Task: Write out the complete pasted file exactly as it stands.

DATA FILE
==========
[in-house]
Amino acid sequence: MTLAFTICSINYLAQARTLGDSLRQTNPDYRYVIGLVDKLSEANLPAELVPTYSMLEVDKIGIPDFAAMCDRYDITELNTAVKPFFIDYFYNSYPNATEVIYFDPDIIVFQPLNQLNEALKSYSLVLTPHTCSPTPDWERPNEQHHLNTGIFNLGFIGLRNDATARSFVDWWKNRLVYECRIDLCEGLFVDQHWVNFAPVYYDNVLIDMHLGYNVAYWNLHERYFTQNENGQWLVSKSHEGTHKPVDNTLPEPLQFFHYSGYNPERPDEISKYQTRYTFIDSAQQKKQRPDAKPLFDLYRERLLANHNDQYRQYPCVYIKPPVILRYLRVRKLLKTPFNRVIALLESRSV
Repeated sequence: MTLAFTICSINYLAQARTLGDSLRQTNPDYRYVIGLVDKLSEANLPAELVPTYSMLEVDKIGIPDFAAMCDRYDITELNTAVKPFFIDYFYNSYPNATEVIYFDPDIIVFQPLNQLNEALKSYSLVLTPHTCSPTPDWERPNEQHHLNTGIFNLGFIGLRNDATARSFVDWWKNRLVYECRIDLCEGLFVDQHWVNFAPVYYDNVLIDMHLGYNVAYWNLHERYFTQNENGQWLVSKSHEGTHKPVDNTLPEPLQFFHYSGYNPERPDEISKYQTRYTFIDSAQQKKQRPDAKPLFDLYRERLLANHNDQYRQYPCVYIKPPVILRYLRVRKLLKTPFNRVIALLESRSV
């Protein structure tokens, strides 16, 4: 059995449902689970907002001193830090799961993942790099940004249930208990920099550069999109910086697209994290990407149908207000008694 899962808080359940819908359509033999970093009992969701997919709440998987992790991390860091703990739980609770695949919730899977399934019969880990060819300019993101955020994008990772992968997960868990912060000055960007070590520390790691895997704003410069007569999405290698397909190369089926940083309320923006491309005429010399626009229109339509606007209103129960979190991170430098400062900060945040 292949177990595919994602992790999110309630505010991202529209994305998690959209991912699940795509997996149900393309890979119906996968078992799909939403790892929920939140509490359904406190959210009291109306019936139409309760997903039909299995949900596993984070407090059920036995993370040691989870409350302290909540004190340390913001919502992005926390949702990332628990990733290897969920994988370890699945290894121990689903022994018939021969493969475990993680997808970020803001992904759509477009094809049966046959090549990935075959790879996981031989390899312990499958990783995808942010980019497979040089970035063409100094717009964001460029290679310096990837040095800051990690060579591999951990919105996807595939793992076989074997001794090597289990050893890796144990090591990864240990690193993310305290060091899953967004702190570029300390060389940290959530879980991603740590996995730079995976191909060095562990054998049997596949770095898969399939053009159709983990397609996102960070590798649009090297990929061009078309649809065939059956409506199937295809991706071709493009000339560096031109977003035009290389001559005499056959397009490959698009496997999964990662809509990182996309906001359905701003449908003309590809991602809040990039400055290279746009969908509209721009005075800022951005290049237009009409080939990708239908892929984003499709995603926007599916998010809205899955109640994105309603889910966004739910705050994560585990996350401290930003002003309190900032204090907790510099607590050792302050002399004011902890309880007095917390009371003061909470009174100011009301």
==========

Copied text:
[in-house]
Amino acid sequence: MTLAFTICSINYLAQARTLGDSLRQTNPDYRYVIGLVDKLSEANLPAELVPTYSMLEVDKIGIPDFAAMCDRYDITELNTAVKPFFIDYFYNSYPNATEVIYFDPDIIVFQPLNQLNEALKSYSLVLTPHTCSPTPDWERPNEQHHLNTGIFNLGFIGLRNDATARSFVDWWKNRLVYECRIDLCEGLFVDQHWVNFAPVYYDNVLIDMHLGYNVAYWNLHERYFTQNENGQWLVSKSHEGTHKPVDNTLPEPLQFFHYSGYNPERPDEISKYQTRYTFIDSAQQKKQRPDAKPLFDLYRERLLANHNDQYRQYPCVYIKPPVILRYLRVRKLLKTPFNRVIALLESRSV
Repeated sequence: MTLAFTICSINYLAQARTLGDSLRQTNPDYRYVIGLVDKLSEANLPAELVPTYSMLEVDKIGIPDFAAMCDRYDITELNTAVKPFFIDYFYNSYPNATEVIYFDPDIIVFQPLNQLNEALKSYSLVLTPHTCSPTPDWERPNEQHHLNTGIFNLGFIGLRNDATARSFVDWWKNRLVYECRIDLCEGLFVDQHWVNFAPVYYDNVLIDMHLGYNVAYWNLHERYFTQNENGQWLVSKSHEGTHKPVDNTLPEPLQFFHYSGYNPERPDEISKYQTRYTFIDSAQQKKQRPDAKPLFDLYRERLLANHNDQYRQYPCVYIKPPVILRYLRVRKLLKTPFNRVIALLESRSV
């Protein structure tokens, strides 16, 4: 059995449902689970907002001193830090799961993942790099940004249930208990920099550069999109910086697209994290990407149908207000008694 899962808080359940819908359509033999970093009992969701997919709440998987992790991390860091703990739980609770695949919730899977399934019969880990060819300019993101955020994008990772992968997960868990912060000055960007070590520390790691895997704003410069007569999405290698397909190369089926940083309320923006491309005429010399626009229109339509606007209103129960979190991170430098400062900060945040 292949177990595919994602992790999110309630505010991202529209994305998690959209991912699940795509997996149900393309890979119906996968078992799909939403790892929920939140509490359904406190959210009291109306019936139409309760997903039909299995949900596993984070407090059920036995993370040691989870409350302290909540004190340390913001919502992005926390949702990332628990990733290897969920994988370890699945290894121990689903022994018939021969493969475990993680997808970020803001992904759509477009094809049966046959090549990935075959790879996981031989390899312990499958990783995808942010980019497979040089970035063409100094717009964001460029290679310096990837040095800051990690060579591999951990919105996807595939793992076989074997001794090597289990050893890796144990090591990864240990690193993310305290060091899953967004702190570029300390060389940290959530879980991603740590996995730079995976191909060095562990054998049997596949770095898969399939053009159709983990397609996102960070590798649009090297990929061009078309649809065939059956409506199937295809991706071709493009000339560096031109977003035009290389001559005499056959397009490959698009496997999964990662809509990182996309906001359905701003449908003309590809991602809040990039400055290279746009969908509209721009005075800022951005290049237009009409080939990708239908892929984003499709995603926007599916998010809205899955109640994105309603889910966004739910705050994560585990996350401290930003002003309190900032204090907790510099607590050792302050002399004011902890309880007095917390009371003061909470009174100011009301």